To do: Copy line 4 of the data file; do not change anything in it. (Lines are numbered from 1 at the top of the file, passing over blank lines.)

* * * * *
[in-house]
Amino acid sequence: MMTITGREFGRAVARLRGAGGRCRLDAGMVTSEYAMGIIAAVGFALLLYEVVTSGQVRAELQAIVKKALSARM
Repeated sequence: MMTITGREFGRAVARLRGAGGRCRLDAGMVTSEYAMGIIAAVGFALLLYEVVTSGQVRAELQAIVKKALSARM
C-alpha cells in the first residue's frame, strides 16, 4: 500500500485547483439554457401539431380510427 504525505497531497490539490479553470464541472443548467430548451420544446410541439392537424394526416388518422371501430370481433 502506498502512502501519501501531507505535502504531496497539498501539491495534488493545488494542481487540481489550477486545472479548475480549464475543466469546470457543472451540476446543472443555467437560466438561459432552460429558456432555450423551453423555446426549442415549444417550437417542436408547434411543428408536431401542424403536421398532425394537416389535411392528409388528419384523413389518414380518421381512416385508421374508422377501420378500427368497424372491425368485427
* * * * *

C-alpha cells in the first residue's frame, strides 16, 4: 500500500485547483439554457401539431380510427 504525505497531497490539490479553470464541472443548467430548451420544446410541439392537424394526416388518422371501430370481433 502506498502512502501519501501531507505535502504531496497539498501539491495534488493545488494542481487540481489550477486545472479548475480549464475543466469546470457543472451540476446543472443555467437560466438561459432552460429558456432555450423551453423555446426549442415549444417550437417542436408547434411543428408536431401542424403536421398532425394537416389535411392528409388528419384523413389518414380518421381512416385508421374508422377501420378500427368497424372491425368485427